And so the people take to the streets in protest, ostensibly in response to the murder of George Floyd but in reality a wound deeper than any single injustice, relentless police brutality just the tip of the iceberg.


As the exploration of space unites the best of human collaboration in pursuit of ambitions as boundless as imagination, the endemic abuse of poor, disadvantaged citizens – particularly those not born to the privilege of the white entrenched authority – commits new atrocities and tightens its socio-economic grip on a dispossessed underclass that’s as inhumane as the corrupt “separate but equal” dogma of the Jim Crow laws.

It shouldn’t be necessary to deconstruct the systemic abuse of black, brown and white poor Americans. It’s endemic. It’s by design. It’s the violence of a thousand cuts. Details are publicly available e.g. the works of Chomsky, Zinn, Hobsbawm, Beard, Bayly, Woodward, exposing the genuine history behind our national diet of propaganda and thinly veiled morality tales.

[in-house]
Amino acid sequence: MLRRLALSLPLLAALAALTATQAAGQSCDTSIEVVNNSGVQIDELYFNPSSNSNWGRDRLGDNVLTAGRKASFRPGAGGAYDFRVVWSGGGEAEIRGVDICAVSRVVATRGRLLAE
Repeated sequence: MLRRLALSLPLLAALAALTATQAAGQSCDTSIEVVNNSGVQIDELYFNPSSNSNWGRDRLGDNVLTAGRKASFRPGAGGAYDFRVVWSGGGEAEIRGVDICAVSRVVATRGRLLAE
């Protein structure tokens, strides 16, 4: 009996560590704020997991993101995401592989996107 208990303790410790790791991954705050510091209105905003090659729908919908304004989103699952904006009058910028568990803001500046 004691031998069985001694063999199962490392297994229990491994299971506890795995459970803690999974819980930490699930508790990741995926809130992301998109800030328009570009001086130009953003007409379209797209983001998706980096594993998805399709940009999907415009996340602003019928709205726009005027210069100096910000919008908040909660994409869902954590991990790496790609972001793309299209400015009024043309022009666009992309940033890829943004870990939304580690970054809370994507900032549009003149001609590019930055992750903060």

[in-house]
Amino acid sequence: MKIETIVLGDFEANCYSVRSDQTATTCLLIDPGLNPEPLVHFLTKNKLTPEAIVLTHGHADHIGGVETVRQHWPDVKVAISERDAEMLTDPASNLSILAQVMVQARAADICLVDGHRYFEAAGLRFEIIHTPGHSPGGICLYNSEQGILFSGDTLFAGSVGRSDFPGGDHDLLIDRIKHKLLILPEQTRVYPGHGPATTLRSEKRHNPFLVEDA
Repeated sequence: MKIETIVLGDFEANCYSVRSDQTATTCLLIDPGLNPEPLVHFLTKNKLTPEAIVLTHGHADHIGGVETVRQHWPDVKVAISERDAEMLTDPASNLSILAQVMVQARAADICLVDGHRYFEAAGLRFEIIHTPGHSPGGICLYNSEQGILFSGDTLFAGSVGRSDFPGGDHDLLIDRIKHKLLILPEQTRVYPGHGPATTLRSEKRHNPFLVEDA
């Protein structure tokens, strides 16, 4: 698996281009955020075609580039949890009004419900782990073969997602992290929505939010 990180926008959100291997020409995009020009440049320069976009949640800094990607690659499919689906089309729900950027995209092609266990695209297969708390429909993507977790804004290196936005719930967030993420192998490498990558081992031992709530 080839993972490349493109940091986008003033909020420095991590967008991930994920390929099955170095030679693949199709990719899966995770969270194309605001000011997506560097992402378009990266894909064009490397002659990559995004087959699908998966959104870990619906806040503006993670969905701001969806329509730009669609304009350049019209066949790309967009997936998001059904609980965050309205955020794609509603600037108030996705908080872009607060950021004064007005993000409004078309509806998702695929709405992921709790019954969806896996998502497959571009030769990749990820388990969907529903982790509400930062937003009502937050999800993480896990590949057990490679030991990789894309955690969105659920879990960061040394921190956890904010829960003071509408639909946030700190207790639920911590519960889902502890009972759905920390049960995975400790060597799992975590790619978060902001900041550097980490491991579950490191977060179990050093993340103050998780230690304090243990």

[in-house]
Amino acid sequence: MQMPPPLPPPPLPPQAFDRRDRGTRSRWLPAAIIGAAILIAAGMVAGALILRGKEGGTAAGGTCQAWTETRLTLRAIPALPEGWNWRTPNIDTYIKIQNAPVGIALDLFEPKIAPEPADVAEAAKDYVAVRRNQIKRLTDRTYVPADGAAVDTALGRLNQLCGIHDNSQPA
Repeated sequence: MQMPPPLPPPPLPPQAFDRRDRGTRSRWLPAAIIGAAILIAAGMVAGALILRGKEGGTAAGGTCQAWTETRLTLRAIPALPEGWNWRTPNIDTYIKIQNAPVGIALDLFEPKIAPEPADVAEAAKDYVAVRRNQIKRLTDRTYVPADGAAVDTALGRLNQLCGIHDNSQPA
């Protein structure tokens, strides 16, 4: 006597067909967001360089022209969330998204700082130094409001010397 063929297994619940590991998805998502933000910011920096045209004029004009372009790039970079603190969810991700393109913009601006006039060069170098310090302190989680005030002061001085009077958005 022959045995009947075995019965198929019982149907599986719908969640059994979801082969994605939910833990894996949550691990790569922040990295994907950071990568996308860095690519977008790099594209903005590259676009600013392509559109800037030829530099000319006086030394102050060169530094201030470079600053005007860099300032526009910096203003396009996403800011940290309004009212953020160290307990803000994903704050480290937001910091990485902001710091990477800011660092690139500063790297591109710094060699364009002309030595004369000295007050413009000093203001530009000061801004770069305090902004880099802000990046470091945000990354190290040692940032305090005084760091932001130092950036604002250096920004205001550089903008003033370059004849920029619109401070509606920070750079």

For the sake of the archetype, let’s consider the so-called prison industrial complex. It connects the widespread protests against police brutality to the gross, larger picture of an American justice system subordinated to the needs of a pre-Civil Rights white racist paradigm. It is anti-poor more than specifically anti-black, but there’s a negligible difference when most of America’s poor underclass are ghettoized blacks and migrant brown-Hispanics.

At least 37 states have legalized the contracting of prison labor by private corporations that mount their operations inside state prisons. The list of such companies contains the cream of U.S. corporate society: IBM, Boeing, Motorola, Microsoft, AT&T, Wireless, Texas Instruments, Dell, Compaq, Honeywell, Hewlett-Packard, Nortel, Lucent Technologies, 3Com, Intel, Northern Telecom, TWA, Nordstrom’s, Revlon, Macy’s, Pierre Cardin, Target Stores, and many more.

In privately run prisons, they receive as little as 17 cents per hour for a maximum of six hours a day, the equivalent of $20 per month. The highest-paying private prison is CCA in Tennessee, where prisoners receive 50 cents per hour for what they call “highly skilled positions.” Federal prisons might pay up to $1.25 per hour for similar. No surprise the mega-corporations back this 21st-century reboot of modern slavery.